In 1906, the Rwenzori Mountains had 43 named glaciers on six mountains covering 7.5 square kilometres, or about half the total glacier area in Africa. According to local legend, they were the dwelling place of the spirit god – Kitasamba – whose frozen sperm (the snow) fertilizes the land. Kitasamba means the ‘great one who does not climb, because there is no bigger one to climb to’.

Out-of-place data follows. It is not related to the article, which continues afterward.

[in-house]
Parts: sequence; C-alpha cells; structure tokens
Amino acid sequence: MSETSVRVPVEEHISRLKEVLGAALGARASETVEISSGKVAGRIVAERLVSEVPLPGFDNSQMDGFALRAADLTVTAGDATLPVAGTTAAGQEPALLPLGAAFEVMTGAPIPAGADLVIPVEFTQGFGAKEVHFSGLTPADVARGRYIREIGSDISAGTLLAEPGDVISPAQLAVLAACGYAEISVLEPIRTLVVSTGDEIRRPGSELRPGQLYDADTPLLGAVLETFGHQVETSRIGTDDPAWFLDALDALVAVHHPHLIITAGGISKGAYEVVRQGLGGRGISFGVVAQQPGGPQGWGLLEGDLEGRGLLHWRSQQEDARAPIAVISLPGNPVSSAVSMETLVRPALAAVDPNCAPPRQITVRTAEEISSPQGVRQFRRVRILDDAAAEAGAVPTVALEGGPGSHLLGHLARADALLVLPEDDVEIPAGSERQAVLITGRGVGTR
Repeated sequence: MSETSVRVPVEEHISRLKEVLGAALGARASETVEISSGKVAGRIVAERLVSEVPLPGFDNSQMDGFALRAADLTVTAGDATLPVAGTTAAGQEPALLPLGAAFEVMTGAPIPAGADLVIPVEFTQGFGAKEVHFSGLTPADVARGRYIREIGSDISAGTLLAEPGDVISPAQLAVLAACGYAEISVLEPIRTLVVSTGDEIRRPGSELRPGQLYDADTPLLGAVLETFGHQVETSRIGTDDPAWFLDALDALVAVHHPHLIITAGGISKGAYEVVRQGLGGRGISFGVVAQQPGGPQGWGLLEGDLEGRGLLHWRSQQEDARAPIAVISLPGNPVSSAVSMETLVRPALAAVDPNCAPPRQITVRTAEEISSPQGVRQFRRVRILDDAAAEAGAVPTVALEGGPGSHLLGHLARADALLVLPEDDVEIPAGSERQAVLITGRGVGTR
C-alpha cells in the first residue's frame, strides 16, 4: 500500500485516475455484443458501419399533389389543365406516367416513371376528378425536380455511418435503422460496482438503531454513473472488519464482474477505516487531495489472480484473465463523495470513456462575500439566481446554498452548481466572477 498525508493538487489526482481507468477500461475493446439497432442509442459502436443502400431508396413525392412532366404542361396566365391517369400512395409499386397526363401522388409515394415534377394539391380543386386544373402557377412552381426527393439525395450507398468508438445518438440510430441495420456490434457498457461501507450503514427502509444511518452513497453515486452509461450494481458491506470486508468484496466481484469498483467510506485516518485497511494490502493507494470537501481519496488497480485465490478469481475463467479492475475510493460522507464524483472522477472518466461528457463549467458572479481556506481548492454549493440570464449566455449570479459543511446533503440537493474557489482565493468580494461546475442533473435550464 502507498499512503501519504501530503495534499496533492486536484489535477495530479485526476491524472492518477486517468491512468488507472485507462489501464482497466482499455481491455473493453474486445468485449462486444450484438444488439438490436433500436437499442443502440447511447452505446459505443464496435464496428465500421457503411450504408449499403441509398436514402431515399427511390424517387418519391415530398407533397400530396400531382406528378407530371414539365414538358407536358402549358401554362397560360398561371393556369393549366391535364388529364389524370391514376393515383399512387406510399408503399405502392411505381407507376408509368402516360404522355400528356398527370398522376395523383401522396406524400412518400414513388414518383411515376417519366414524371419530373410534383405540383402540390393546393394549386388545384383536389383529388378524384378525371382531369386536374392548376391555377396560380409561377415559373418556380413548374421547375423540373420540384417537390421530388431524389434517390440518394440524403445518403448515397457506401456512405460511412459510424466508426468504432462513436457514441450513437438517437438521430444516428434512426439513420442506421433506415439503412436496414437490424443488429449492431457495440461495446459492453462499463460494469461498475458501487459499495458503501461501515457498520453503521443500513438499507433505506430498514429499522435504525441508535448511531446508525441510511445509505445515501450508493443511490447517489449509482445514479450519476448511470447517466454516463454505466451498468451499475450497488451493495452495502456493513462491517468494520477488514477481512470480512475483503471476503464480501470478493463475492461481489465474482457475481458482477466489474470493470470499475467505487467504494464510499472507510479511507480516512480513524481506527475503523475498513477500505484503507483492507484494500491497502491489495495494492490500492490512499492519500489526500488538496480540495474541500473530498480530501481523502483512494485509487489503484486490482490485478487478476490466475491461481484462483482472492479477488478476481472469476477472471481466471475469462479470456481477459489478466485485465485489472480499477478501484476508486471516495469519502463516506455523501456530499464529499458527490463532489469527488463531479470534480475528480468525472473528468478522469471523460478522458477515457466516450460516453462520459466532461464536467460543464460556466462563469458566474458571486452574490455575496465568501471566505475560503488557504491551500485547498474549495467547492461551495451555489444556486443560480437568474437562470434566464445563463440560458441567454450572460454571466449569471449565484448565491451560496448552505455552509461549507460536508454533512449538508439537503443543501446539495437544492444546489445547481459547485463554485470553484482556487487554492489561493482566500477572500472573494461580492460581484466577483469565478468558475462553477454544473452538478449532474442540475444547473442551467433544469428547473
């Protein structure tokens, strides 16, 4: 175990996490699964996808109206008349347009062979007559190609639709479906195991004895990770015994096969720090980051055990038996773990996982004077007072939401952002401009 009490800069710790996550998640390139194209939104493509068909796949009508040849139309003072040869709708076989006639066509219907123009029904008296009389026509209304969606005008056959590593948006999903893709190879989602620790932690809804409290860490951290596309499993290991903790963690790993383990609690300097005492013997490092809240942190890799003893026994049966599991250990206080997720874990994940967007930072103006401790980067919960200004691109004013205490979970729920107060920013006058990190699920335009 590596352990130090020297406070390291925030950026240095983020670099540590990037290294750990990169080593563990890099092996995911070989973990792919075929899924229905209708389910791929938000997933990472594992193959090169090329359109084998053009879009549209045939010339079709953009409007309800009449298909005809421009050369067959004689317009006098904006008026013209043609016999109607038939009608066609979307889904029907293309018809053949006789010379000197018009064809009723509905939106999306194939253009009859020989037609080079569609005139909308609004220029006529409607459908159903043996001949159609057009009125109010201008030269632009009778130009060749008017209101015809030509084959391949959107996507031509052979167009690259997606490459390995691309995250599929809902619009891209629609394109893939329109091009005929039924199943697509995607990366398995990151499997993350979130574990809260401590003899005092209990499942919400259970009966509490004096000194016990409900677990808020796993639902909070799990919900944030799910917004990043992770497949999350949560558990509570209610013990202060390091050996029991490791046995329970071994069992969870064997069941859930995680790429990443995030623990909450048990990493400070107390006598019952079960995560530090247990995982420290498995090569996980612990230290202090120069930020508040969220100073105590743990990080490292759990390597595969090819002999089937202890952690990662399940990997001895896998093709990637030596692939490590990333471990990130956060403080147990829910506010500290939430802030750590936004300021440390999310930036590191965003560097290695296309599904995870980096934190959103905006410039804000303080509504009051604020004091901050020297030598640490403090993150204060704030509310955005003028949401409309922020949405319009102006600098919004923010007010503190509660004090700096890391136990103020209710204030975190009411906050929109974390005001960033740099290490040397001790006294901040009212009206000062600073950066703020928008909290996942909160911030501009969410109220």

Today, only three mountains with an ice area of about 1.2 square kilometres remain, with Mount Speke, or Duwoni, now having only one small glacier left. Scientific studies by renowned glaciologists such as Dr Richard Taylor of University College London have shown that glacier melt in the Rwenzori is due to warmer temperatures, rather than lack of rainfall or snowfall. This is no surprise, because Rwenzori in the local Bakonjo language means “rainmaker” – the 4000mm annual rainfall in the Rwenzori being among the highest in the world. The melting glaciers here represent a loss of cultural identity for the local people, and a clear sign of global climate change, more than a loss of water supply for local people. My interview with mountain guide Nzedekia Bagheni, whose grandfather accompanied the Duke of Abrazzi to the summit, shows that the snow and ice that a grandfather first reached only 100 years ago may be gone in his grandson’s lifetime.